Kage Baker – I’ve got no obvious link between Kage, my perpetual background theme, and what I’m whinging about today. Maybe the hope that she would have indulged me in my feeling like road kill (as I do), and tiptoed round my groaning self, and brought me soda crackers and cool water. The rest of you Dear Readers must be getting tired of my being sick – God He knows I am.
I have healed like a superhero from my surgery; the incision is completely closed, and judging from the paucity of twinges from the inside, that’s healing well too. The rest of the family had a horrendous cold sweep through – even the cats were sneezing – which I shrugged off with ease. But third time pays for all, as the old saying goes, and I have fallen prey to a plain fit of gastritis.
My stomach hurts, I’m feverish, and I’m fighting off D-Day waves of recurring nausea and heartburn. I want to be up and doing nifty useful and creative things, but once I achieve a vertical position all I can do is concentrate on is not throwing up. Life is yucky today.
It’s amazing how relatively brave and determined one can be in the face of big, scary ailments, only to revert to a peevish 5-year old when afflicted with a tummy-ache. I want Kage to read to me. I want ginger ale with a bendy straw. I want the special old cut-work and embroidered pillow cases Mamma used to give us (once she was sure we wouldn’t throw up on them) to aid our recoveries. I want a giant box of crayons, a fresh pad of construction paper and an empty Quaker Oatmeal box to turn into a cylindrical castle or space ship … I want fudgesickles and apple sauce and butterscotch pudding.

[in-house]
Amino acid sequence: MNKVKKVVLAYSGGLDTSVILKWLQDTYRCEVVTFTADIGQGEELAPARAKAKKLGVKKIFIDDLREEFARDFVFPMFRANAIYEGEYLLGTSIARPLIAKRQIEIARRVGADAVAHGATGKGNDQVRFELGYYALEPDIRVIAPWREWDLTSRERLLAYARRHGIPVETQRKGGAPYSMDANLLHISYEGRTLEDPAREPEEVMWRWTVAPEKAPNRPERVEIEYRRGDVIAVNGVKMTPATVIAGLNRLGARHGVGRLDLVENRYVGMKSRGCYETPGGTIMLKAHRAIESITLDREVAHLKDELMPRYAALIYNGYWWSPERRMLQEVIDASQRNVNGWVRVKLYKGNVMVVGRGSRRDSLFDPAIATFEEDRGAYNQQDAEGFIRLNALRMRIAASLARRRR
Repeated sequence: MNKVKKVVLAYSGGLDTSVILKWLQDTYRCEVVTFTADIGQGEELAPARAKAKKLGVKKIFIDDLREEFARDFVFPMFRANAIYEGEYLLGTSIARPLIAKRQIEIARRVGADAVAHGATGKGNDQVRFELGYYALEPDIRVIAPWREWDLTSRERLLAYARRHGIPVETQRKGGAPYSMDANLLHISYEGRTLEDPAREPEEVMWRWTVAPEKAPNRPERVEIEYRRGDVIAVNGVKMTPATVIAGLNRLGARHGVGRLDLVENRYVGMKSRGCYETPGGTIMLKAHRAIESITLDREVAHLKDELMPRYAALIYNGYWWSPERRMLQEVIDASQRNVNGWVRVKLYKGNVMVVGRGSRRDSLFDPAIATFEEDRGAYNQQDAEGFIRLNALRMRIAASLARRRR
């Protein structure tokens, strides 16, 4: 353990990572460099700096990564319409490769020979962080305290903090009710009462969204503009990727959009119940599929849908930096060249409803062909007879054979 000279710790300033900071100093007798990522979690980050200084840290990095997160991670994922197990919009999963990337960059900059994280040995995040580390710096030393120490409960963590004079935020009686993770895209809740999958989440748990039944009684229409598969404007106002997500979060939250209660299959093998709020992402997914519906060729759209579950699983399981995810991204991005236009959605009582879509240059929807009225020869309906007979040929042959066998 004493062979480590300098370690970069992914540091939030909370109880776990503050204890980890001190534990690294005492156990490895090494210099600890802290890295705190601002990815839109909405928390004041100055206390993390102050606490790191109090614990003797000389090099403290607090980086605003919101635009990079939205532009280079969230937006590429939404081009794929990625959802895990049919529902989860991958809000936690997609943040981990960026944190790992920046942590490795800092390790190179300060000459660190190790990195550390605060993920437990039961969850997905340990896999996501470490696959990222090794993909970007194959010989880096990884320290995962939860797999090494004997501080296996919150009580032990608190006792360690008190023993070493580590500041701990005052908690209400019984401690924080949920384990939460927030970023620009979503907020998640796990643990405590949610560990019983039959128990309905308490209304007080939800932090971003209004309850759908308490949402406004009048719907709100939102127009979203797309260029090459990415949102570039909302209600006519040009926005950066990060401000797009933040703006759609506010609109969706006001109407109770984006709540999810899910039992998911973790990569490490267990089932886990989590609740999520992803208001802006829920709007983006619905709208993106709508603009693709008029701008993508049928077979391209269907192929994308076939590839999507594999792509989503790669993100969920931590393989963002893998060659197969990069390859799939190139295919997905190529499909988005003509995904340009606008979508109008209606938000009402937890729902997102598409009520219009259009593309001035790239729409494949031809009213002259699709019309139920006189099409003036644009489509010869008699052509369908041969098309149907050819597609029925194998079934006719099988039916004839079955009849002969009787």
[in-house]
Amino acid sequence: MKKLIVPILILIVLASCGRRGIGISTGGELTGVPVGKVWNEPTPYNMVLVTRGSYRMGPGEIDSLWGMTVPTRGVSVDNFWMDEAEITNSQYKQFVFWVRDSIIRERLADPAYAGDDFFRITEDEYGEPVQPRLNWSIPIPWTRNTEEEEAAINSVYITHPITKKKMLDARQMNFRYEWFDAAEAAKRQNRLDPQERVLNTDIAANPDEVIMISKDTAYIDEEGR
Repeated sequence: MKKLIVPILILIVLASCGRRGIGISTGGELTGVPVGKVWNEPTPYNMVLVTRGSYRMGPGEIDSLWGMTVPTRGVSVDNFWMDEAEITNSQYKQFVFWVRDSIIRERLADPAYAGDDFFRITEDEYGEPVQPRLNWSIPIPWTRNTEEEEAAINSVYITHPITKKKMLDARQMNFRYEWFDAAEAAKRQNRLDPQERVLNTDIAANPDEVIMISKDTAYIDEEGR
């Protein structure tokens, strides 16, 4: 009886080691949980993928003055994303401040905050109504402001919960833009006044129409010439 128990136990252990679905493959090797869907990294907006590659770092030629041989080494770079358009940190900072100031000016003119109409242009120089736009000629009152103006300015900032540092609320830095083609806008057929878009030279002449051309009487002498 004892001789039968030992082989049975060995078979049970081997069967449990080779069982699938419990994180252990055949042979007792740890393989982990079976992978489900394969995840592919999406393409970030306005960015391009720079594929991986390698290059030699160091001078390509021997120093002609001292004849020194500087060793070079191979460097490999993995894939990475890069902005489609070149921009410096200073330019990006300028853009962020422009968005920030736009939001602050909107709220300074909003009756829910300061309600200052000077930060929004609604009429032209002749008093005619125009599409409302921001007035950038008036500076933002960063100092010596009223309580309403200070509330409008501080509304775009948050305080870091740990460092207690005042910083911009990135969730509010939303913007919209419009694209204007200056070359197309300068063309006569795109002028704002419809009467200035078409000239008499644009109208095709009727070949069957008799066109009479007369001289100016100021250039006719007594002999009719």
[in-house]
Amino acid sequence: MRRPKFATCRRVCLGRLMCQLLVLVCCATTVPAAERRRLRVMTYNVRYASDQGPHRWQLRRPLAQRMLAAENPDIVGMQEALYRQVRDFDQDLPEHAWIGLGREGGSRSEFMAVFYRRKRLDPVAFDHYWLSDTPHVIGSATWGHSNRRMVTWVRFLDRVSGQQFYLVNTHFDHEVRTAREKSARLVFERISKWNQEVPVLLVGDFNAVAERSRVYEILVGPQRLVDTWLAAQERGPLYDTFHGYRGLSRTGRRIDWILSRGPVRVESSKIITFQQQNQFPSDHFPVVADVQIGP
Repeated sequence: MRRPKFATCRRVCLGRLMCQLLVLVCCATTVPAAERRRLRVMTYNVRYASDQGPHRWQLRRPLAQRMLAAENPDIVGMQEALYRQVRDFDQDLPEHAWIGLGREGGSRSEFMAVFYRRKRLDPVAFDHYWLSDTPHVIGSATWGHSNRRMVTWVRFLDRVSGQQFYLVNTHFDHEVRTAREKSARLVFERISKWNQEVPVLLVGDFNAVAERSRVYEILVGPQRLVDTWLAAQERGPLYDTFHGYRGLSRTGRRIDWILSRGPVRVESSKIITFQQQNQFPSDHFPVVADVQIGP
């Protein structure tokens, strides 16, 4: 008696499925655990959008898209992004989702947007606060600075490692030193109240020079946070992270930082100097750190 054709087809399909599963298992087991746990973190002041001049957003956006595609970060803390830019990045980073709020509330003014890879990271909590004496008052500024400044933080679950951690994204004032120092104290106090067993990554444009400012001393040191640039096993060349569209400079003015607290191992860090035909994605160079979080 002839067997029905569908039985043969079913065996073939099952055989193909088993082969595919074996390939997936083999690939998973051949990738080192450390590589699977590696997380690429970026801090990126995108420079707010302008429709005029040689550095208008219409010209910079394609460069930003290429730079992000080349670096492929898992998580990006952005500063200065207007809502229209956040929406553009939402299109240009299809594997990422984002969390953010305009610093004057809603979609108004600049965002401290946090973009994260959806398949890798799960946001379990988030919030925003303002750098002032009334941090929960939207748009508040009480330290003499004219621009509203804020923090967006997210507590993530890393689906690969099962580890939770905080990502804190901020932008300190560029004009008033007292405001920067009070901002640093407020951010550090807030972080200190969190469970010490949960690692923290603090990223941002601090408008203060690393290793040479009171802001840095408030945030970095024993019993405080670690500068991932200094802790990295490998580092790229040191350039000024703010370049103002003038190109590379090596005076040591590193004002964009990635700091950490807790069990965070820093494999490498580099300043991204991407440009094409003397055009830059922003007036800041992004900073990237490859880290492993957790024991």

To tell you the truth, though, I’m not sure these old talismans have retained their magic, here on the edge of my sixth decade. They all worked well enough when I trotted them out desperately for Kage – but Kage was not fixed in time like most people, and possessed the magical ability to imbue her surroundings with the ambiance of vanished times. In my case, the bendy straw would promptly suck flat, the pudding would be sugar-free, and the crayons would be lacking all the old, old colours in favour of modern crap like Banana Mania, Fuzzy Wuzzy and Screamin’ Green.
So I’m going to go to sleep. Sleeping through this will be nearly as good as not having it at all. Maybe I’ll dream about Kage, and the days when illness could be ameliorated by crisp sheets and a brand new crayon sharpener.
That would be nice.